Flying High: Drones on the Jobsite

A drone improves efficiency and accuracy both on site and in the office.

April 08, 2016
 Some home improvement contractors, such as System Pavers, are now using drones

Site measurements that used to take landscape designer Garrett Winkler hours to produce are now recorded in a matter of minutes using a drone and specialized software. Photo: courtesy System Pavers   

As a landscape designer in the new design-build department at System Pavers, one of Garrett Winkler’s duties is to take the field measurements needed to create the luxury hardscapes and backyard remodels for which the West Coast-based outdoor living company is known. Ordinarily Winkler spends three or four hours on a site using tape measures, string lines, and smart levels to locate the existing house and map the surrounding topography. But for the last six weeks, he’s been spending one additional hour doing it all over again from 150 feet in the air. Winkler’s feet never leave the ground, of course, because the aerial work is done by the company’s new drone, the DJI Phantom 3 Professional

Winkler is still refining his jobsite routine—at the time of writing this article, he’d been working with the drone for just six weeks—but he always begins by making sure it’s communicating with any of the dozen or so GPS satellites monitoring the area. This serves to geo-locate all of the data the drone will collect, and also enables it to automatically return “home” if it senses its battery is running low. In addition, Winkler can enter an exact benchmark elevation, if it’s known, which will improve the accuracy of the topographical data.

Drone battery life is 15 to 20 minutes, depending on altitude and wind, so Winkler tries to keep flights under 10 minutes to ensure uninterrupted data capture. During the drone’s first flight over the site, Winkler records video from several different angles to capture points of interest that will help to visually orient designers back in the office. After landing the drone and swapping out the battery for a fresh one, he puts it back into the air for a second flight, during which he uses the drone’s built-in 12-megapixel camera to take high-resolution aerial photos of the house and the surrounding landscape.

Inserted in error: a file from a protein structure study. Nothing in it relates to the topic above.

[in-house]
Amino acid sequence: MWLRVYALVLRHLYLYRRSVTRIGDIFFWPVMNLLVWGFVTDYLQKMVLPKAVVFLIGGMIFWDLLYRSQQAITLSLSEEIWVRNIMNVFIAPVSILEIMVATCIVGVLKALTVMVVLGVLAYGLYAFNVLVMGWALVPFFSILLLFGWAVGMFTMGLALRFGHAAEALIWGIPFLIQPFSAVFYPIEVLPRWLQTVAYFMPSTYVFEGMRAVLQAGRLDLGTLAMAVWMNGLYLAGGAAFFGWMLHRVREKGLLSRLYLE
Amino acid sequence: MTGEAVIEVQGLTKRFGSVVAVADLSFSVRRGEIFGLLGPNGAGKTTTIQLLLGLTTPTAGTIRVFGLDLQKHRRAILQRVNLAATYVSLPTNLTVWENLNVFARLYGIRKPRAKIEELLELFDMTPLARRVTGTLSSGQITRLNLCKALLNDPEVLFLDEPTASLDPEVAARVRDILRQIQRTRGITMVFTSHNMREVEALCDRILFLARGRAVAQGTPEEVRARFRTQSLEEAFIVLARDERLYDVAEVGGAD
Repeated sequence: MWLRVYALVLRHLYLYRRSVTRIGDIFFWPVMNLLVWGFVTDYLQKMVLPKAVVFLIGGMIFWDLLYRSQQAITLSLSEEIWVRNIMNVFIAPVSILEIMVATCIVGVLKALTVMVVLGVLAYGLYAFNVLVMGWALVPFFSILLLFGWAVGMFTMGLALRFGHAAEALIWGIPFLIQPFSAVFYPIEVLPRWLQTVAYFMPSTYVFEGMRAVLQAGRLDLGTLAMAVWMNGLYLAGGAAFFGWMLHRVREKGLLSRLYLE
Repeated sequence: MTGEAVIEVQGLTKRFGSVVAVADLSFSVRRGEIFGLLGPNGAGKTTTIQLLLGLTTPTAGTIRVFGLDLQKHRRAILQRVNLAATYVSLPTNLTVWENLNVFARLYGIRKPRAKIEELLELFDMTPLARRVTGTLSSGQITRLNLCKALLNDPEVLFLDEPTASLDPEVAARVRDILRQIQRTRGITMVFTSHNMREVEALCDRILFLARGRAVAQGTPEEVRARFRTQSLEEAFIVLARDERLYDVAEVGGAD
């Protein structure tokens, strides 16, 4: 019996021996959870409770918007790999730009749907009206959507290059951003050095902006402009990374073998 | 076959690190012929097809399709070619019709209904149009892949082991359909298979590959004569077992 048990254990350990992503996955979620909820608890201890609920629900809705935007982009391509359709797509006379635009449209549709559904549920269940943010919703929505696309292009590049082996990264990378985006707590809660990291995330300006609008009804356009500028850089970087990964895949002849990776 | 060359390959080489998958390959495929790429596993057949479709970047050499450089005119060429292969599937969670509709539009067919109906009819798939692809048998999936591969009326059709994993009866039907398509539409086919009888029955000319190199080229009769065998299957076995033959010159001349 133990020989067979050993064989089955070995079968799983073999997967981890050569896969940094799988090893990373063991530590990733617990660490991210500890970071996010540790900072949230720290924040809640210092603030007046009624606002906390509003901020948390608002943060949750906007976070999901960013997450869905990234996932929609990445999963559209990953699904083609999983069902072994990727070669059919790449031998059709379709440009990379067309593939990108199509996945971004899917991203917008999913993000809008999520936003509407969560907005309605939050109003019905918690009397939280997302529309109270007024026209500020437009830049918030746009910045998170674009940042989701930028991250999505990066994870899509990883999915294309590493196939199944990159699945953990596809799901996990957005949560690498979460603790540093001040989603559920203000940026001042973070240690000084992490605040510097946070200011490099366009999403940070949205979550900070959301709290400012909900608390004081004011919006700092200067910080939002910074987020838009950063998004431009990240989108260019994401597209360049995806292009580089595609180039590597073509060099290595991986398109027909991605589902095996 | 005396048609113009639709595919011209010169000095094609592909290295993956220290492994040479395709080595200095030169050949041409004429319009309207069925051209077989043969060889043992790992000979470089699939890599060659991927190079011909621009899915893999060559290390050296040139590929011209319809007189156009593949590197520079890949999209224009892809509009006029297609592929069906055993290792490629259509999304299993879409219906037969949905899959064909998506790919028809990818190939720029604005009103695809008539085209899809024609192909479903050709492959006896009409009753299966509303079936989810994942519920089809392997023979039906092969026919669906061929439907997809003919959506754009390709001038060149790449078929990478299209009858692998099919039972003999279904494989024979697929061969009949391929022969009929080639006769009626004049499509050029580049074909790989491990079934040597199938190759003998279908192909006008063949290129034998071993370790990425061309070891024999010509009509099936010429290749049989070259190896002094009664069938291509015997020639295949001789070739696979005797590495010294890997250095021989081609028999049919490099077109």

[1A] 

He begins with “hero” shots [1A, 1B] that will later be used in a “before and after” presentation to the client. He spends the rest of the flight taking a series of “overlapping” shots from the same altitude that will be “stitched” together back at the office by Pix4D drone-based mapping software [2A, 2B]. The resulting digital record makes it possible to render a variety of highly detailed “views” into the property.

[1B] 

[2A] 

[2B] 

Winkler is still learning how what he does with the drone on the site affects the Pix4D software. For example, he’s discovered that flying on different days or at different times of day or at different altitudes will interfere with the photogrammetry, as will flying in fog or over heavy foliage. All of these can confuse the software and cause portions of the images to “drop out” [3, below]. And if it rains, it’s game over, as rain will knock the drone out of the sky.

Overall, though, Winkler has become a believer. “On a typical quarter-acre site, we spend three or four hours taking traditional measurements,” Winkler explains. “With the drone, we can measure the entire site in one hour."

Because the team is still learning the features of both the drone and the Pix4D software, they are double-checking everything. Winkler’s manual measurements are combined with drone-based data to produce a “base sheet” in AutoCAD that company landscape architect, Janine McCormack, uses to work up a design. The Pix4D topographical data is then exported to SketchUp, where it’s developed into a 3-D model that forms the basis of the presentation rendering to the client [4].

[3]
A drone flyover records video and “hero” images [1A, 1B] that orient designers and provide “before” photos for client presentations. A second series of overlapping images is later stitched together by the Pix4D drone software [2A, 2B] to provided topographical detail. Continuity in the software model [3] depends on the number of data points captured, plus the amount of interference from fog or foliage, which can cause “holes” in the rendering. Images: courtesy System Pavers

System Pavers’ CEO, Larry Green, decided to invest in the drone system after seeing a demonstration at the office of a friend whose engineering firm was using a similar setup to save time taking measurements and producing drawings on large commercial sites. “Our ultimate goal is to be able to use the drone to get all of the measurements and automatically build a 3-D model of both the house and the surrounding landscape,” Green says.

Eventually, Green would like to be able to give his clients a 3-D headset and walk them through a model of a design for their property while they’re in the showroom. “That’s a ways off,” he says, “but the virtual reality world is really happening.”

[4] 
System Pavers hopes to someday produce a model of the existing home solely from drone data. Currently, designers use SketchUp to build the model and create renderings of proposed designs. Image: courtesy System Pavers

About the Author


About the Author


Sal Alfano is Director of Content for Professional Remodelersalfano@sgcmail.com, 202.603.4884

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